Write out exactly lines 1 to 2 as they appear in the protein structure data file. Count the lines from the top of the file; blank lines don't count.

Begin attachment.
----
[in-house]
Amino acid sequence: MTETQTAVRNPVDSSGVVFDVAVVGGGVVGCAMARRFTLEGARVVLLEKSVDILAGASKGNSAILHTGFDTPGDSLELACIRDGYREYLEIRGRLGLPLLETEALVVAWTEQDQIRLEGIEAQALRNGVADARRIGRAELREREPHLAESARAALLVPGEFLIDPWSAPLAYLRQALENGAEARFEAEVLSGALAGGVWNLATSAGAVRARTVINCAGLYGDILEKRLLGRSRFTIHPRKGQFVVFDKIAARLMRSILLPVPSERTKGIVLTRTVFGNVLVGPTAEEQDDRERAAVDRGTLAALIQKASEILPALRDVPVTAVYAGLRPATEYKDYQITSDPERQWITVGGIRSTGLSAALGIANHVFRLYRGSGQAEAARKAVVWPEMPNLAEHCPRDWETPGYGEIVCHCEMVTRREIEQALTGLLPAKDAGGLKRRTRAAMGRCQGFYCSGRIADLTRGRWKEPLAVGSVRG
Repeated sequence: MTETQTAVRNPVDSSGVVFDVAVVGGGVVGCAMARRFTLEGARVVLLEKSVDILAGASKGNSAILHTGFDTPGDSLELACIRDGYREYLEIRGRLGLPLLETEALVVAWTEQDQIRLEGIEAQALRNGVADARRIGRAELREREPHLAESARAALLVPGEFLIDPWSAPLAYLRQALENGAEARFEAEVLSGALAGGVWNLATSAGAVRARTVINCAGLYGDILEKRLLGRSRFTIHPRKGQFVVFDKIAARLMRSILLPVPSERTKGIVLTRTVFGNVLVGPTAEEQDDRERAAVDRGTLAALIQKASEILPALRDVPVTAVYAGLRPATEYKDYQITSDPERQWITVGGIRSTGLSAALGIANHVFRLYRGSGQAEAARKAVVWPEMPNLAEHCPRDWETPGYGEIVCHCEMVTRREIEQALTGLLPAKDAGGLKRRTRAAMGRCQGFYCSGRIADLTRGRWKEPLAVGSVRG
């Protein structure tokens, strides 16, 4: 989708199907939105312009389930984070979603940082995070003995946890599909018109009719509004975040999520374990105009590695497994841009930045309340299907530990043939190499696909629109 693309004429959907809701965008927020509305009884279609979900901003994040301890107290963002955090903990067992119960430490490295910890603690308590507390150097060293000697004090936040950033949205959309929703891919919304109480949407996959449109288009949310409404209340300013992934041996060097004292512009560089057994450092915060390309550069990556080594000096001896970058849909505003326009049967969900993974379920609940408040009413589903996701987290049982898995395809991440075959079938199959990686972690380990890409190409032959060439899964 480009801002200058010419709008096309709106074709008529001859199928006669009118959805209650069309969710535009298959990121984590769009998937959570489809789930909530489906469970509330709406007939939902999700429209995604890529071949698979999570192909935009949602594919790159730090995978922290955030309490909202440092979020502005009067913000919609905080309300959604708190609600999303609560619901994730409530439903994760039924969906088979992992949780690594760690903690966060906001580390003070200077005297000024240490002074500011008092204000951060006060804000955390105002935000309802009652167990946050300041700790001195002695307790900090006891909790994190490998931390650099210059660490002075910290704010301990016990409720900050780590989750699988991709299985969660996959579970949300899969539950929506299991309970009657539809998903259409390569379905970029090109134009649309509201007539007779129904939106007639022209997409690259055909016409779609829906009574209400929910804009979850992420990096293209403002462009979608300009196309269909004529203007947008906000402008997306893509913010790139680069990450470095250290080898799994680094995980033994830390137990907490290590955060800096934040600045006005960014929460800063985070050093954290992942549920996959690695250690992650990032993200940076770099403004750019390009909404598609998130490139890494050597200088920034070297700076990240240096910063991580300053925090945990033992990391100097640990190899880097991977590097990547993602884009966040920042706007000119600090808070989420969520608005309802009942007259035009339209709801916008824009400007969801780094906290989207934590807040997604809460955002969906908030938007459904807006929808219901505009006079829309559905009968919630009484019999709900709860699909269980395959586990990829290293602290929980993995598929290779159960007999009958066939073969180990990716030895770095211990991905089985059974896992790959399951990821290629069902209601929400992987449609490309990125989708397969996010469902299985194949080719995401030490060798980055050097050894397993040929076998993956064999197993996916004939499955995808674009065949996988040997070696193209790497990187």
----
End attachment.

[in-house]
Amino acid sequence: MTETQTAVRNPVDSSGVVFDVAVVGGGVVGCAMARRFTLEGARVVLLEKSVDILAGASKGNSAILHTGFDTPGDSLELACIRDGYREYLEIRGRLGLPLLETEALVVAWTEQDQIRLEGIEAQALRNGVADARRIGRAELREREPHLAESARAALLVPGEFLIDPWSAPLAYLRQALENGAEARFEAEVLSGALAGGVWNLATSAGAVRARTVINCAGLYGDILEKRLLGRSRFTIHPRKGQFVVFDKIAARLMRSILLPVPSERTKGIVLTRTVFGNVLVGPTAEEQDDRERAAVDRGTLAALIQKASEILPALRDVPVTAVYAGLRPATEYKDYQITSDPERQWITVGGIRSTGLSAALGIANHVFRLYRGSGQAEAARKAVVWPEMPNLAEHCPRDWETPGYGEIVCHCEMVTRREIEQALTGLLPAKDAGGLKRRTRAAMGRCQGFYCSGRIADLTRGRWKEPLAVGSVRG